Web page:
The Silktorrent is my own (solo) endeavor and it is totally useless to practically everybody, including software developers, and it will likely stay totally useless to non-technical users. However, it does have a nice collection of links about other, similar, projects and tar-files that are named according to their hashes and size can be served by anybody without the serving party having almost any possibility to modify the file without the receiving party having an ability to detect that the file has been tampered with.
For example, a
Robin Hood (read: Electronic Frontiers Foundation, WikiLeaks, etc.)
can ask the
to run a drop-box service and as long as the King’s service is accessed through some anonymization network and the users of the drop-box service know in advance the name of the tar-file, the King can not alter the files in any manner.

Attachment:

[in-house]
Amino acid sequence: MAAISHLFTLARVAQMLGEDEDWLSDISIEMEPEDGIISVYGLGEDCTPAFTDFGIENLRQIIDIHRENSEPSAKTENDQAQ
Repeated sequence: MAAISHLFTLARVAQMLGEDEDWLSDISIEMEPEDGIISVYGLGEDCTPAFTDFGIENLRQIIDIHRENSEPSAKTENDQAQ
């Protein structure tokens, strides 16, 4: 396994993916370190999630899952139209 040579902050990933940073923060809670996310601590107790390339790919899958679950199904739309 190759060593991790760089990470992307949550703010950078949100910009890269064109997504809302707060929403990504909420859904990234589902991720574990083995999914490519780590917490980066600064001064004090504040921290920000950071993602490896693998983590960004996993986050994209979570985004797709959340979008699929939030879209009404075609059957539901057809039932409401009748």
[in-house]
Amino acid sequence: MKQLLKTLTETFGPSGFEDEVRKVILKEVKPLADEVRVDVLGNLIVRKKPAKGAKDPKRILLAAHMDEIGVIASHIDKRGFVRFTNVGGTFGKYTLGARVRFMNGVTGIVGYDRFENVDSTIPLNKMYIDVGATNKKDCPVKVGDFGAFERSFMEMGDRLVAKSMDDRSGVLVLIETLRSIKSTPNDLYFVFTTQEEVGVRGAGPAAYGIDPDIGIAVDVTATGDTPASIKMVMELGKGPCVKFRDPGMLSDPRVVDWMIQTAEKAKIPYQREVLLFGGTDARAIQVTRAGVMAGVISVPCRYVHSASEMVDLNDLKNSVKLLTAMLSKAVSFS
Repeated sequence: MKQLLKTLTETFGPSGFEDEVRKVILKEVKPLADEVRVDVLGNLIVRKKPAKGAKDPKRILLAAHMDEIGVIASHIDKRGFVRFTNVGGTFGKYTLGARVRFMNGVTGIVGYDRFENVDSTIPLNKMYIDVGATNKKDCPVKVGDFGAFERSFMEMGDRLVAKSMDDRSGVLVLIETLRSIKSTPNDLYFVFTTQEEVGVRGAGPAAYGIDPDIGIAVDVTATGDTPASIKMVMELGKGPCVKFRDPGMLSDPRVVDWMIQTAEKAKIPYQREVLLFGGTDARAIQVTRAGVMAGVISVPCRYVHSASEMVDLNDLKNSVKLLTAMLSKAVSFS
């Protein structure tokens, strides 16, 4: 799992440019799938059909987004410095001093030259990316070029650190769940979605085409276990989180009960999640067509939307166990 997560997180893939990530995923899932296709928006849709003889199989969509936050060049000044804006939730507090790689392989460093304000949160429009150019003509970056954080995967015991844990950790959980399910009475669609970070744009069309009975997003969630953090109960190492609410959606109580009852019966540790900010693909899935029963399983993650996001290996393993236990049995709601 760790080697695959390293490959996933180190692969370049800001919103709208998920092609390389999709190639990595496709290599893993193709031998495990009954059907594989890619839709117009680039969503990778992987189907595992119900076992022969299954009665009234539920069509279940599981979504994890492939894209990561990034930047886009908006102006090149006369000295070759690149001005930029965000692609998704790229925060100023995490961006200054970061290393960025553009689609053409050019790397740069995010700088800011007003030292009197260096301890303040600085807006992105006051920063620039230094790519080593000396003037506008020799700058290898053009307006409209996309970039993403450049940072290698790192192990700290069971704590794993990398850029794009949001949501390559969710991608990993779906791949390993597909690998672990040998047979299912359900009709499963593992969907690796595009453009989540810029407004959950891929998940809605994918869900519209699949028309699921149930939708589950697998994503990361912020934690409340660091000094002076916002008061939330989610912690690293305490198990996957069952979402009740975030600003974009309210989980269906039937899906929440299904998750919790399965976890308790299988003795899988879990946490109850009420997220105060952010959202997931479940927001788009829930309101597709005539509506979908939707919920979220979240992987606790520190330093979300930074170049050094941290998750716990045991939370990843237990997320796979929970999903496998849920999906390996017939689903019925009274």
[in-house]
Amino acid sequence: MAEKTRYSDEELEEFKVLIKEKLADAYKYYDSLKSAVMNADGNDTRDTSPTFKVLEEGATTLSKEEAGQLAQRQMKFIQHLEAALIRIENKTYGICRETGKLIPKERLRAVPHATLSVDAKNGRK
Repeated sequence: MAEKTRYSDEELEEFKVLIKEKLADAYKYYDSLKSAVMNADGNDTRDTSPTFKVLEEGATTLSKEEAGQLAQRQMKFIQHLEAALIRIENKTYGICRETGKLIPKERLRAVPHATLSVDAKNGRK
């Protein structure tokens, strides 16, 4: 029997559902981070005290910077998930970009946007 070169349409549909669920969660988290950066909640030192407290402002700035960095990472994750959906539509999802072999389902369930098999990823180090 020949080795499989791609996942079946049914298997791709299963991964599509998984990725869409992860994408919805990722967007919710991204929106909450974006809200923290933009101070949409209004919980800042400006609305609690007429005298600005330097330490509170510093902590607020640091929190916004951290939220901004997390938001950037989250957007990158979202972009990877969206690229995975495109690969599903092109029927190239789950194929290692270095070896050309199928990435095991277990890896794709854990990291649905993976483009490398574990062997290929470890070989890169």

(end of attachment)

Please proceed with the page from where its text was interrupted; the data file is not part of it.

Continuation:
If the NSA Utah data center offered a free drop-box service, over Tor, to all Chinese, Russian, European businesses, then in the next US-China war the China can not send rockets to the Utah data center, because by blowing up the Utah data center the Chinese government would hurt its own businesses. That in turn allows the U.S. to run drone/droid target search software in the Utah data center. Any party in the future needs some sort of data centers for waging war, because drones need to use all their energy for flying and spending a lot of it on computing and on keeping the computers lifted in the air would be an extremely inefficient use of the on-board fuel/battery. On the other hand, rendering 3D radar images from radar signals and searching for targets from both, 2D images and 3D images, is a compute-intensive activity. Add to that some “chess game engine” for the whole battlefield and the need for computing power skyrockets pretty exponentially.
That is to say, my Silktorrent project is a pathetic, small, generally useless, project, but tar-files that are named according to their size and hash have their elegance in simplicity.
Thank You for reading.